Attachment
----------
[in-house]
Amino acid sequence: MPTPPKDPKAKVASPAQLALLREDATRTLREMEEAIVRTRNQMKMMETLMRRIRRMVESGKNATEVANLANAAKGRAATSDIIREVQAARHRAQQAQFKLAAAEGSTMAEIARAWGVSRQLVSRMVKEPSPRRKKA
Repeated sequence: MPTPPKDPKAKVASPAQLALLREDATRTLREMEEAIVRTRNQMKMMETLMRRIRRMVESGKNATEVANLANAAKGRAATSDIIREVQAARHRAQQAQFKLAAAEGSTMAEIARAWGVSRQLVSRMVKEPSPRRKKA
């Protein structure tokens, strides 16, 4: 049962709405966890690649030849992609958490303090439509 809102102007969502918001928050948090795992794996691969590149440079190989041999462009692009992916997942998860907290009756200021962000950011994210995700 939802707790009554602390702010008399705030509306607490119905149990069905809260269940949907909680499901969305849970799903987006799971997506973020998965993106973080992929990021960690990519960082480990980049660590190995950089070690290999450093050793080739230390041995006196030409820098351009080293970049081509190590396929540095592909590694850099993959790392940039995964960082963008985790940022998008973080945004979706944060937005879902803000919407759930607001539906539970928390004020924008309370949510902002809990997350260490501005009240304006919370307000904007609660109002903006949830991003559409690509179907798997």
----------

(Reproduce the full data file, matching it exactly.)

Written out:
[in-house]
Amino acid sequence: MPTPPKDPKAKVASPAQLALLREDATRTLREMEEAIVRTRNQMKMMETLMRRIRRMVESGKNATEVANLANAAKGRAATSDIIREVQAARHRAQQAQFKLAAAEGSTMAEIARAWGVSRQLVSRMVKEPSPRRKKA
Repeated sequence: MPTPPKDPKAKVASPAQLALLREDATRTLREMEEAIVRTRNQMKMMETLMRRIRRMVESGKNATEVANLANAAKGRAATSDIIREVQAARHRAQQAQFKLAAAEGSTMAEIARAWGVSRQLVSRMVKEPSPRRKKA
């Protein structure tokens, strides 16, 4: 049962709405966890690649030849992609958490303090439509 809102102007969502918001928050948090795992794996691969590149440079190989041999462009692009992916997942998860907290009756200021962000950011994210995700 939802707790009554602390702010008399705030509306607490119905149990069905809260269940949907909680499901969305849970799903987006799971997506973020998965993106973080992929990021960690990519960082480990980049660590190995950089070690290999450093050793080739230390041995006196030409820098351009080293970049081509190590396929540095592909590694850099993959790392940039995964960082963008985790940022998008973080945004979706944060937005879902803000919407759930607001539906539970928390004020924008309370949510902002809990997350260490501005009240304006919370307000904007609660109002903006949830991003559409690509179907798997």